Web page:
What is a Great Disciple? (Part 6)

Great Disciples

From among the noble disciples practicing under any given Buddha, a select number are picked by that Buddha as preeminent in a particular field.  These are the great disciples.  For example, each Buddha appoints two as chief disciples (Pali: aggasāvaka).  During the Buddha Gotama’s time, these posts were filled by Sāriputta (the foremost in wisdom) and Mahāmoggallāna (the foremost in exercise of psychic powers).  Other posts include guardianship of the Dhamma and the foremost in doctrinal exposition (assigned to Ānanda and Mahākaccāna respectively during the Buddha Gotama’s time).

But it is important to see that these posts are not given to noble disciples by choice.  The Buddha who assigns these posts is confirming the fruition of an early aspiration made by that noble disciple in the deep recesses of their past.

Each great disciple attains such a position following a similar pattern.  During the time of some Buddha in the past, a follower of that Buddha witnesses him proclaim some disciple as preeminent in a particular field.[1] Instead of striving for arahantship in their own lifetime, this follower “forms an aspiration (Pali: patthanā, abhinīhāra) to attain, under a future Buddha, the same post of preeminence.”[2]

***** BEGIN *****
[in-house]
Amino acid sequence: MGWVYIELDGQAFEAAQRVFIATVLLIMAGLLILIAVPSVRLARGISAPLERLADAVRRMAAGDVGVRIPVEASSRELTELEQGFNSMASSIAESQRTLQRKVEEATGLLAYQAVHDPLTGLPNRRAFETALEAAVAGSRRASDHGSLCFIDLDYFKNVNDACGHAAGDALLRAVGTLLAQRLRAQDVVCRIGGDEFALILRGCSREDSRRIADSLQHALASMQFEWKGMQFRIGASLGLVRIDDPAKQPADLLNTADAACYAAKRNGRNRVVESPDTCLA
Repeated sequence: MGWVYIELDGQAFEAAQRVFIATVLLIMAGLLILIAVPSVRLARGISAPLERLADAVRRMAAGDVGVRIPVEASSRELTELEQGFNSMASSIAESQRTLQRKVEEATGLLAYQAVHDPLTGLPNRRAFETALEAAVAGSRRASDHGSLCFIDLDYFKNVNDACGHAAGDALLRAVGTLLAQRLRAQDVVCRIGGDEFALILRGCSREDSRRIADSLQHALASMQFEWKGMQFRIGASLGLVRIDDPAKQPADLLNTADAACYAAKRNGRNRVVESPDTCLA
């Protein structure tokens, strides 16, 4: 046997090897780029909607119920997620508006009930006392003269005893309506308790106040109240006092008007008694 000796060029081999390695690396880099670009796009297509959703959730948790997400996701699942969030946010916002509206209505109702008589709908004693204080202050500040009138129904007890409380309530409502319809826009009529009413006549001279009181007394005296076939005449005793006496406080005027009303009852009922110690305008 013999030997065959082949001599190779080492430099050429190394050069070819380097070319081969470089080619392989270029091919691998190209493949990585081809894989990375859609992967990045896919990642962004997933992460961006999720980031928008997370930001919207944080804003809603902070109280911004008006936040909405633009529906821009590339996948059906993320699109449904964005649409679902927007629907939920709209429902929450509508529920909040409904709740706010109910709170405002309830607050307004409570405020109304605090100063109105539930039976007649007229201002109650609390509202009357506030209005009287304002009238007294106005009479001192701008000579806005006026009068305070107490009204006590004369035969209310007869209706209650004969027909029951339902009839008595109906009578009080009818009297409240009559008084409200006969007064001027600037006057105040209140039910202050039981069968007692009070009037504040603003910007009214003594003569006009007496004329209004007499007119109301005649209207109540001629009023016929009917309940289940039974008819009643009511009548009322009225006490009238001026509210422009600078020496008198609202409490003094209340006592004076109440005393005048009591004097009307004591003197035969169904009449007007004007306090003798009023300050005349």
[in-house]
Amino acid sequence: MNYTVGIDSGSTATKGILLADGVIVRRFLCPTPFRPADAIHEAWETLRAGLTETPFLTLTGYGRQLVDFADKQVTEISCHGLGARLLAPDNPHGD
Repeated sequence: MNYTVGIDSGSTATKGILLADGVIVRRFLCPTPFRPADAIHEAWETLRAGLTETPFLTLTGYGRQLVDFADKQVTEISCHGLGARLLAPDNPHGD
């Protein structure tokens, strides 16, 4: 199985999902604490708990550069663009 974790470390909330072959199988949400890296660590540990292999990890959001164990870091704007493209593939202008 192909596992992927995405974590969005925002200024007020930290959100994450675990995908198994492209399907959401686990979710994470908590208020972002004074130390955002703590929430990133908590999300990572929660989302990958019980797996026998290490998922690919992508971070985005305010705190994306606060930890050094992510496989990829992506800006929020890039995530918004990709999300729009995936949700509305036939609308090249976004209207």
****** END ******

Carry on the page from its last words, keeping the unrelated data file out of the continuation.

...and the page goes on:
[1] I here refer to the Buddha of some past time with ‘him’ because as far as I know there is no instance of a female Buddha recorded in the Theravādan tradition.

[2] Great Disciples, p. XXIV.

2 thoughts on “What is a Great Disciple? (Part 6)”

  1. I do struggle with this “past life” thing that is so common in Buddha’s teaching, the overt statements that past-life actions determine or shape present life situations. I’d love to know the mechanism of that, given *anicca* and *anatta* – more hard training, I suppose….

    1. Yes – it is also something I struggle with too. Although, I must admit that I struggle a lot less with it now than I did before. That is, with the idea of past lives insofar as I can make sense of it in Buddhist terms. What does still trouble me is what you mention – the past-life actions determining or shaping present life situations. At least, in some of the texts it gets talked about in a way that can be used to justify all sorts of negative actions on people as well as negative feelings about oneself.

      Although – that my present life actions affect, shape, and determine my situation tomorrow and beyond is clear – clearly enough to be almost painful and almost liberating. Working on this might be enough for now!

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